Abstract: Since the Lisbon Agenda (2000), the European Union policies are in- creasingly oriented towards innovation as attested to by the deep change of the new Regional Policy. This paper proposes an analysis of an innovation subsidy policy in an agglomeration and growth model à la Martin and Ottaviano (1999). In this two-regions model, we assume that the policy is implemented by a central authority that taxes the profit of industrial firms to subsidy employment in innovative activities. We show that the positive effects on growth and equity of such a policy, as highlighted by Martin (1999), hold in the case where the policy is not geographically differentiated. In the case where the government however grants larger subsidies to the poorer region in order to reduce the concentration of the innovative sector, we show that the policy can be inefficient if it is not of sufficient magnitude.
    Keywords: economic geography; endogenous growth; public policy; subsidies; Regional Policy
    Date: 2010
  9. By: Davide Fiaschi; Lisa Gianmoena; Angela Parenti
    Abstract: This paper analyses the dynamics of labour productivity across Italian Provinces in the period 1995-2006. Inequality decreased but a clear pattern of polarization emerged, with the formation of a cluster of high-productive provinces in the North and Center-West of Italy and a cluster of low-productive provinces in the South and in the Center-East. A core of provinces belonging to ?ve regions (Lombardy, Veneto, Emilia-Romagna, Tuscany and Lazio) appears to bene?t of a higher growth of productivity. This regional component favoured both inequality and polarization, while the initial level of productivity decreased inequality but increased polarization.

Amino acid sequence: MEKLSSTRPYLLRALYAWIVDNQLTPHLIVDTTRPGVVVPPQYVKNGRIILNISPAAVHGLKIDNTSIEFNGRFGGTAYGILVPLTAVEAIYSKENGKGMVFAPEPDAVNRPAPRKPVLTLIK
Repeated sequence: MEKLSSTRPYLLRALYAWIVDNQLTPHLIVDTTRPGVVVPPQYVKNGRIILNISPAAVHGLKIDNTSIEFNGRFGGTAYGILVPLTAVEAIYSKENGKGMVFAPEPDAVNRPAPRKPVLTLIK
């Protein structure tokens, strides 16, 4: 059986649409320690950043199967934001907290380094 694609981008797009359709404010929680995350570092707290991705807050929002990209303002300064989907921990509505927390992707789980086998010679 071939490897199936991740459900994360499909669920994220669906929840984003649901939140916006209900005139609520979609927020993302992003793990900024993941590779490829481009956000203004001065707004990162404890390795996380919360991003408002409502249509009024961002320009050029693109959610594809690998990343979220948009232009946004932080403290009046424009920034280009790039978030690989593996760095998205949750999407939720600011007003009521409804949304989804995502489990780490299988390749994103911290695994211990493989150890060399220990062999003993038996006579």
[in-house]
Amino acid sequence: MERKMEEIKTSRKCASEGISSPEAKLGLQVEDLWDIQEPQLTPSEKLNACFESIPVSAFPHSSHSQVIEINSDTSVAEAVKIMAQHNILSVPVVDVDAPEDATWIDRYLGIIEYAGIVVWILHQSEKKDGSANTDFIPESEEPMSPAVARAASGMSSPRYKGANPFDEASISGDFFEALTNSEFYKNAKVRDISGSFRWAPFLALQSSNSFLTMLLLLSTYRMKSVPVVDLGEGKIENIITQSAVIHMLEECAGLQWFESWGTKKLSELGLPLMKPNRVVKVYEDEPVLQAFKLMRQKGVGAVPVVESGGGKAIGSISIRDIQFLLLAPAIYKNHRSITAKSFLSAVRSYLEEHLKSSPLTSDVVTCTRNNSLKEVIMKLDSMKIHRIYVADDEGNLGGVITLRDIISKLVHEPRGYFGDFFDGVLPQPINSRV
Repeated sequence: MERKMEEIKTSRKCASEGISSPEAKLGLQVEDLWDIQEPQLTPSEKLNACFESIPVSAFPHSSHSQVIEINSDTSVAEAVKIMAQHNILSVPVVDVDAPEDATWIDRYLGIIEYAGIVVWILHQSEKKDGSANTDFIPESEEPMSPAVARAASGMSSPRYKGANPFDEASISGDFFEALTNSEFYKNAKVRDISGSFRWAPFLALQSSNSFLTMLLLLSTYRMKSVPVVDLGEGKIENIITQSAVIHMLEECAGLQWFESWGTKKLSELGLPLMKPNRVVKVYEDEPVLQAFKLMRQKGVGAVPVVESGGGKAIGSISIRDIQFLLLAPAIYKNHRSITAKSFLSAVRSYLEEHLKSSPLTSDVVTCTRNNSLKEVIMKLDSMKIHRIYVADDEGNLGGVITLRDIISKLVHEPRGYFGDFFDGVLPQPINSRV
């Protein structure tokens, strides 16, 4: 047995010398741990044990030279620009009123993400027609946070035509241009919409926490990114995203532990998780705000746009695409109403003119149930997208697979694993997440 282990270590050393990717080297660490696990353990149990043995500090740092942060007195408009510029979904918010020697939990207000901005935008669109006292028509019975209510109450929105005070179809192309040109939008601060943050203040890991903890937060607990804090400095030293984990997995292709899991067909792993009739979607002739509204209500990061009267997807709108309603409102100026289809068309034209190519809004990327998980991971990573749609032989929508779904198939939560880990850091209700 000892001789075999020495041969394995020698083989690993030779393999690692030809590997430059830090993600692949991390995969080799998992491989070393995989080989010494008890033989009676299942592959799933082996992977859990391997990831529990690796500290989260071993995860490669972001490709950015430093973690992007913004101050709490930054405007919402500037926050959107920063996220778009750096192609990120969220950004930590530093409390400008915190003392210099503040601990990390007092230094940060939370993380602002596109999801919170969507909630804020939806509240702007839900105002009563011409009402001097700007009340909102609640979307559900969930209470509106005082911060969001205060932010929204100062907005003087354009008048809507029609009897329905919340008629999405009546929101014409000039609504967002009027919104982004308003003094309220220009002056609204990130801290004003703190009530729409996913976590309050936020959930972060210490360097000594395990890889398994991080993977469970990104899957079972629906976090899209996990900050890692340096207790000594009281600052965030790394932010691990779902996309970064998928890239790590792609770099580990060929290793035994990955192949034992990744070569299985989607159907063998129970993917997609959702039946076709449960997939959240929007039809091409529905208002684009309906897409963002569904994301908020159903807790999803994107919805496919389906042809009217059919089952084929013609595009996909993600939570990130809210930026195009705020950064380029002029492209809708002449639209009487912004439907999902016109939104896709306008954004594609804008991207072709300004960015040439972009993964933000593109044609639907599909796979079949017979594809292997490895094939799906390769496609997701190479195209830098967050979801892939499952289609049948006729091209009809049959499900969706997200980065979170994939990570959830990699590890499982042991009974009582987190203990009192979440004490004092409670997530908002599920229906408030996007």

Keywords: distribution dynamics, spatial dependence, output composition, entrepreneurial fabric, human capital.
    JEL: C21 R11 O47 O52
    Date: 2010–10–10
  10. By: S. J. Rey; L. Anselin; D. C. Folch; M. L. Sastre-Gutierrez
    Abstract: This paper introduces a new approach to measuring neighborhood change. Instead of the traditional method of identifying “neighborhoods†a priori and then studying how resident attributes change over time, our approach looks at the neighborhood more intrinsically as a unit that has both a geographic footprint and a socioeconomic composition. Therefore, change is identified when both as- pects of a neighborhood transform from one period to the next. Our approach is based on a spatial clustering algorithm that identifies neighborhoods at two points in time for one city. We also develop indicators of spatial change at both the macro (city) level as well as local (neighborhood) scale. We illustrate these methods in an application to an extensive database of time-consistent census tracts for 359 of the largest metropolitan areas in the US for the period 1990-2000.